A Writer with Writers: Connecting the Roots of Activism from New York to Baltimore

October 19, 2016

by Karsonya “Kaye” Wise Whitehead, Ph.D.

The goal of the A Writer with Writers blog series is to interview interesting and engaging authors and explore the ways in which they use their pen and paper to think about some of the issues with which our country is struggling. My questions range from defining democracy to defining liberation; from analyzing the strength of community organizing to finding ways to bend our privilege to make substantive changes; from understanding the legacy of the Civil Rights Movement to measuring the ongoing impact of the Black Lives Matter social movement.

This month, in celebration of National Hispanic Heritage Month and in an effort to continue our conversations about protest and community engagement, I sat down with Dr. Darrel Wanzer-Serrano to talk about his latest book, The New York Young Lords and the Struggle for Liberation.

Kaye Whitehead: Your book seems to have some good parallels to Baltimore’s current uprising. How do you see your book connecting to our city?

Darrel Wanzer-Serrano: I think that one of the great lessons of the Young Lords (and they are, by no means, the only group of the era to offer this lesson) is to never underestimate the ability of a group of young people to change things. Young folks are at the cutting edge of new communication practices and technologies, they’re at the forefront of new ideas operating on the ground, and they have their pulse on the communities in which they reside. Another connection is something I write about most explicitly in the intro and conclusion: community control. As in Baltimore today and in other eras, the Young Lords demanded that communities have some level of control over institutions and land, that the people must have a say in the decisions that impact their daily lives. Finally, I think there’s something to the connections between racism, sexism, and capitalism that the Young Lords so aptly diagnosed in their time—something that can be helpful in explaining the conditions that gave rise to the recent Baltimore Rebellion.

KW: Who are some of your greatest writing influences?

DWS: Most, but not all, of my influences come from the other scholars that I read, and that list is constantly shifting. I love the way that my grad school mentor, John Louis Lucaites, writes his endnotes. I’m drawn to the complexity of folks like Chela Sandoval, whose Methodology of the Oppressed is a marvel of decolonial[1] feminist scholarship. I’m drawn to the imaginative interplay between content and form in the work of Gloria Anzaldúa and other decolonial feminist scholars and artists.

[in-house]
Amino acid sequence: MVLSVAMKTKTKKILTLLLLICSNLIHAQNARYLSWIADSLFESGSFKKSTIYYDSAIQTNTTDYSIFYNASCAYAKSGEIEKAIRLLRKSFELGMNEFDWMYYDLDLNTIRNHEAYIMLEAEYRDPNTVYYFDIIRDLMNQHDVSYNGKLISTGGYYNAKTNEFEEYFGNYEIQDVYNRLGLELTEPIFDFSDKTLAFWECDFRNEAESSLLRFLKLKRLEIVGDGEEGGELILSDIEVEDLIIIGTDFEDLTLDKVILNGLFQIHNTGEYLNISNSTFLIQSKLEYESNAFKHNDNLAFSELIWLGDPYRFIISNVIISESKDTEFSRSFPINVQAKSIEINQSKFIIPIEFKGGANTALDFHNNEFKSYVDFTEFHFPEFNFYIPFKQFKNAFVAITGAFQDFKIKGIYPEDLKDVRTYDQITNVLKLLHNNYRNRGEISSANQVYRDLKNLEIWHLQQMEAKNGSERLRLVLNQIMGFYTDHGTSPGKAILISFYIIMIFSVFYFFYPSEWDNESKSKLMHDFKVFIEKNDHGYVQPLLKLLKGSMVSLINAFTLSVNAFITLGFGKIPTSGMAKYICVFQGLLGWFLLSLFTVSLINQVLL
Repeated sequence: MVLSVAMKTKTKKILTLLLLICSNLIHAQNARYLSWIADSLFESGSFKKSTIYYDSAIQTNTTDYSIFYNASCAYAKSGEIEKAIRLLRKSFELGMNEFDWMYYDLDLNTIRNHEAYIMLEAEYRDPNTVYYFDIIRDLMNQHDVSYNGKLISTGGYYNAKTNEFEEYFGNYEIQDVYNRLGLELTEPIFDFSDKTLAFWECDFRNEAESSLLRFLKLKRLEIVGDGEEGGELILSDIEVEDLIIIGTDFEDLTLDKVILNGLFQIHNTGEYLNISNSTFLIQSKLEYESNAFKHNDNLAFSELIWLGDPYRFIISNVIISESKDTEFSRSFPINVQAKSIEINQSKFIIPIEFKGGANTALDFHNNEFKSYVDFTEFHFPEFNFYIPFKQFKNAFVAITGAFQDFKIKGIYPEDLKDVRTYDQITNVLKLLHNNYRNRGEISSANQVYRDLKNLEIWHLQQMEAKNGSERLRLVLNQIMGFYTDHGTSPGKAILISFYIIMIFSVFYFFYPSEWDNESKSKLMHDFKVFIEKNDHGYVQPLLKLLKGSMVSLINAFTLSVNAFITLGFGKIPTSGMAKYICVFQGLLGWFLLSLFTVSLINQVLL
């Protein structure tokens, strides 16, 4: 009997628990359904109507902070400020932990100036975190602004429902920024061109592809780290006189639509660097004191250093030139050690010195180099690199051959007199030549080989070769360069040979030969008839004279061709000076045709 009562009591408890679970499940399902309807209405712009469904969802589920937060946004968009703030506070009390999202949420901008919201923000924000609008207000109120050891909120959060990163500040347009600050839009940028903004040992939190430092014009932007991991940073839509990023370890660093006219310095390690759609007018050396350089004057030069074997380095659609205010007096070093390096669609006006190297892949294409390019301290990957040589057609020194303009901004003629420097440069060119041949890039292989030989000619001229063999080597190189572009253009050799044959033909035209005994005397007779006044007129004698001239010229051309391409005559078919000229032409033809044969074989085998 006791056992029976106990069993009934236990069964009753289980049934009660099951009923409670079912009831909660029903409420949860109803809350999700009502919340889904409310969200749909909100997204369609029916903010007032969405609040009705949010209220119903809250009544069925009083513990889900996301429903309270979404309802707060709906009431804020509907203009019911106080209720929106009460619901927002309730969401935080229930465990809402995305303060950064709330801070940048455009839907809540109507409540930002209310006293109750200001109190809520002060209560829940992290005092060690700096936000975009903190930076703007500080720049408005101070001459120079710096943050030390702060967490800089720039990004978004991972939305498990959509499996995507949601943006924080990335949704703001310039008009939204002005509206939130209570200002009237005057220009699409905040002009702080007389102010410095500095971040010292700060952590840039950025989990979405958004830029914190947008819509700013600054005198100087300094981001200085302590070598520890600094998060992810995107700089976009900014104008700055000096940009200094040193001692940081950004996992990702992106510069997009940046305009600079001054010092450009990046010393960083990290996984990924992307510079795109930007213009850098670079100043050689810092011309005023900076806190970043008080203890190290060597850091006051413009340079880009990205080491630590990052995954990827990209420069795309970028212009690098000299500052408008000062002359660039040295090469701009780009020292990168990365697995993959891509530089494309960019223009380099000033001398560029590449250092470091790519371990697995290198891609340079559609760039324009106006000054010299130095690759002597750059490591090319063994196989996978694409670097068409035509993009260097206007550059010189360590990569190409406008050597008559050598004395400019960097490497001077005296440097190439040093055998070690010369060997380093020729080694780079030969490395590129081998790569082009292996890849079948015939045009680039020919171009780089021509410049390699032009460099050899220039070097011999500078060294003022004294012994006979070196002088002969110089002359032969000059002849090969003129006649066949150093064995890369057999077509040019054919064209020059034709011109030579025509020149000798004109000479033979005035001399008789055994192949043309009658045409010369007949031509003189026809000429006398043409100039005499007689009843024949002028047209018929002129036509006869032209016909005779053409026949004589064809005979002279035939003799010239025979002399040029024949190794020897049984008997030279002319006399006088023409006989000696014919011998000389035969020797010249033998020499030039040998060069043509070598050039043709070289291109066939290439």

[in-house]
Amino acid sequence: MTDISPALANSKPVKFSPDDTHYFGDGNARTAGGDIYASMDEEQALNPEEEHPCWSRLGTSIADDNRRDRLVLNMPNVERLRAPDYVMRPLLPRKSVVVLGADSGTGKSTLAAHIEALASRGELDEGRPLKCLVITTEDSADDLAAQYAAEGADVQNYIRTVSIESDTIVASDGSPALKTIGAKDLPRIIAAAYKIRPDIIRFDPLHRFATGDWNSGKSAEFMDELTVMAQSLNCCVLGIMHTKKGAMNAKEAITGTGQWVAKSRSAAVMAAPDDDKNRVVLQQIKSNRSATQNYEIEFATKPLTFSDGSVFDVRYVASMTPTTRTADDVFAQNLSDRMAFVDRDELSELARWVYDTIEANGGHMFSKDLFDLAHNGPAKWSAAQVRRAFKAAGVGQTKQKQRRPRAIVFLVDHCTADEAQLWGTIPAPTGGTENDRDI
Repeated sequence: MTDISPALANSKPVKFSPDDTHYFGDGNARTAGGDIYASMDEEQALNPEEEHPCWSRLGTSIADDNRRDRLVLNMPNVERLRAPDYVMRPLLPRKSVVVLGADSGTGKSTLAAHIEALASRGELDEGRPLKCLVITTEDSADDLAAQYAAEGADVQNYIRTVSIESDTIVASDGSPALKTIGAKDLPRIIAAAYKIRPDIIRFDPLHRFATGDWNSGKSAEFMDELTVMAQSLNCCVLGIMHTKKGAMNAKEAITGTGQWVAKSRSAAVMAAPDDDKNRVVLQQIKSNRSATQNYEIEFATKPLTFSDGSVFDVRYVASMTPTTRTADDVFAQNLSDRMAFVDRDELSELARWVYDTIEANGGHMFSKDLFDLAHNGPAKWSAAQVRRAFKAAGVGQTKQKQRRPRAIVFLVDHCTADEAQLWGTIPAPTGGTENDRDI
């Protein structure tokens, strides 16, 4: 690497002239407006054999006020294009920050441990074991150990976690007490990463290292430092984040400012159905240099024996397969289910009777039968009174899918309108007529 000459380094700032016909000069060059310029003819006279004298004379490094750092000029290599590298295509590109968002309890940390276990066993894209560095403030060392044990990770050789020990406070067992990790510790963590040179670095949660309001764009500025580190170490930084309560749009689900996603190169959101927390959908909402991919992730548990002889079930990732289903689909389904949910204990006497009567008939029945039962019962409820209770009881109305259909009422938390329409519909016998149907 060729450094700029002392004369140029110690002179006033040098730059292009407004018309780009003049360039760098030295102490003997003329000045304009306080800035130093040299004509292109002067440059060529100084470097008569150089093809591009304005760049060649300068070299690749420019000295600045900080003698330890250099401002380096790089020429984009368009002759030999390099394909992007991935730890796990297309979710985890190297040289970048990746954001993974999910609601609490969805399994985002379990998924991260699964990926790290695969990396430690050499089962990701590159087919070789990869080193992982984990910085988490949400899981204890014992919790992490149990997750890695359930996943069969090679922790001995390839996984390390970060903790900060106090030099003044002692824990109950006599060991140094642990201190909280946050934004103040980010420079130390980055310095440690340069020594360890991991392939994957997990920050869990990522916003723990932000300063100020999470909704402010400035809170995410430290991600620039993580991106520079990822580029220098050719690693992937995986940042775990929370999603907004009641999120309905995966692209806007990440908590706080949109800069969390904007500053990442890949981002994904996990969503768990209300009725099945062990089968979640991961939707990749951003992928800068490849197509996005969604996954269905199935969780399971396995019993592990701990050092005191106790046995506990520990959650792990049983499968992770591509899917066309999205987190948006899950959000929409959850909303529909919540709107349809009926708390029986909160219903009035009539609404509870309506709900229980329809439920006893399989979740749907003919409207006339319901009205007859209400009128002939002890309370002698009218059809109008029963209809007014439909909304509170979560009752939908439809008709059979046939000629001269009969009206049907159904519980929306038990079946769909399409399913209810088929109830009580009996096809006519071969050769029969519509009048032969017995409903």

KW: What does being a writer mean to you?

DWS: To me, being a writer means that I am enacting a set of commitments to social responsibility with/to various real and imagined audiences. Writing emerges from my own embodiment and geo-political locatedness, which is something that I feel compelled to recognize explicitly in my written work. Being a writer who is a critical rhetorician, I see my task as fundamentally persuasive in the sense that I’m trying to get my readers to understand some aspect(s) of the world differently than they had before.

KW: Are there any subjects that you find it difficult to write about? Why?

DWS: I’ve been having a hard time writing about how to challenge racism(s). (Don’t get me wrong—I think writing about the histories of racism and anti-racist struggle, as complicated and complex as they might be, is relatively straightforward.) When I think about how to get my predominantly white, Midwestern students to commit to anti-racist struggle, I am more prone to draw blanks. This isn’t a writing problem, per se; rather, it’s more of a conceptual problem of how to efficiently and comprehensively (a paradox, to be sure) make the case to young white people who lack a vocabulary for talking about race and racism in public.

KW: In honor of National Hispanic Heritage Month, what are some books that you would recommend that elucidate the Hispanic culture?

DWS: The first is the second edition of Juan Gonzalez’s Harvest of Empire. It’s probably my favorite history of the Latino/a experience in the US. Gonzalez (a former Young Lord) is a wonderful writer and does a marvelous job weaving together Latino/a historiography, primary sources, and oral histories to tell the complex story of how Latino/a people came to be. The second is Raquel Cepeda’s Bird of Paradise, which is a memoir that tells the tale of her troubled childhood and coming-to-be as her own self. She engages complex issues of Latino/a history and anti-blackness, along with her own journey of personal discovery as she traces her ancestral roots.

[1] Decolonial: relating to the act of getting rid of colonization, or freeing a country from being dependent on another country


About the Author: Darrel Wanzer-Serrano, Ph.D., is Associate Professor of Rhetoric and Public Advocacy in the Department of Communication Studies, and founding member of the Latino/a Studies Minor Advisory Board, at The University of Iowa. He is a critical rhetorical historian whose research is focused on the intersections of race, ethnicity, and public discourse, particularly as they relate to formations of coloniality and decoloniality in the United States and within Latino/a contexts. Follow Dr. Wanzer-Serrano on Twitter or Facebook.

About the Interviewer: Karsonya “Kaye” Wise Whitehead, Ph.D. is Associate Professor, Department of Communication at Loyola University Maryland and the Founding Executive Director at The Emilie Frances Davis Center for Education, Research, and Culture. She is creator of the #SayHerName Syllabus. Her new anthology, RaceBrave, was published in March 2016.